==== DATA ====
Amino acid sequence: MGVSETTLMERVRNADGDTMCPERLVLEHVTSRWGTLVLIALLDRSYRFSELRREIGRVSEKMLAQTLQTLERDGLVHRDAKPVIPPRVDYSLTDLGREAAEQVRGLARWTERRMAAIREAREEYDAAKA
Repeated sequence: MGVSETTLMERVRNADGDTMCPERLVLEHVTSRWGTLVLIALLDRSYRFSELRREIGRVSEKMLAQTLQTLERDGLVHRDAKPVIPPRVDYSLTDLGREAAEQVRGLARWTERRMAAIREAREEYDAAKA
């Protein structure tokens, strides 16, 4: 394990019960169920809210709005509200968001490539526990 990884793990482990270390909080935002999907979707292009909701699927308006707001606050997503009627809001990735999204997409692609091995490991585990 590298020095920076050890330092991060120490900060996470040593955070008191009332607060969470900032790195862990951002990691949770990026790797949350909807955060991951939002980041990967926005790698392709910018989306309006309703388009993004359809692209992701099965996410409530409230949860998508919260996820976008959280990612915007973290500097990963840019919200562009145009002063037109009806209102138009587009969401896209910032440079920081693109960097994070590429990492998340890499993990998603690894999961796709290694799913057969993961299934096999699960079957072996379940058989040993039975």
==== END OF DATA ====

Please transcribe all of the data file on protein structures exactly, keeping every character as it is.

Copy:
Amino acid sequence: MGVSETTLMERVRNADGDTMCPERLVLEHVTSRWGTLVLIALLDRSYRFSELRREIGRVSEKMLAQTLQTLERDGLVHRDAKPVIPPRVDYSLTDLGREAAEQVRGLARWTERRMAAIREAREEYDAAKA
Repeated sequence: MGVSETTLMERVRNADGDTMCPERLVLEHVTSRWGTLVLIALLDRSYRFSELRREIGRVSEKMLAQTLQTLERDGLVHRDAKPVIPPRVDYSLTDLGREAAEQVRGLARWTERRMAAIREAREEYDAAKA
């Protein structure tokens, strides 16, 4: 394990019960169920809210709005509200968001490539526990 990884793990482990270390909080935002999907979707292009909701699927308006707001606050997503009627809001990735999204997409692609091995490991585990 590298020095920076050890330092991060120490900060996470040593955070008191009332607060969470900032790195862990951002990691949770990026790797949350909807955060991951939002980041990967926005790698392709910018989306309006309703388009993004359809692209992701099965996410409530409230949860998508919260996820976008959280990612915007973290500097990963840019919200562009145009002063037109009806209102138009587009969401896209910032440079920081693109960097994070590429990492998340890499993990998603690894999961796709290694799913057969993961299934096999699960079957072996379940058989040993039975």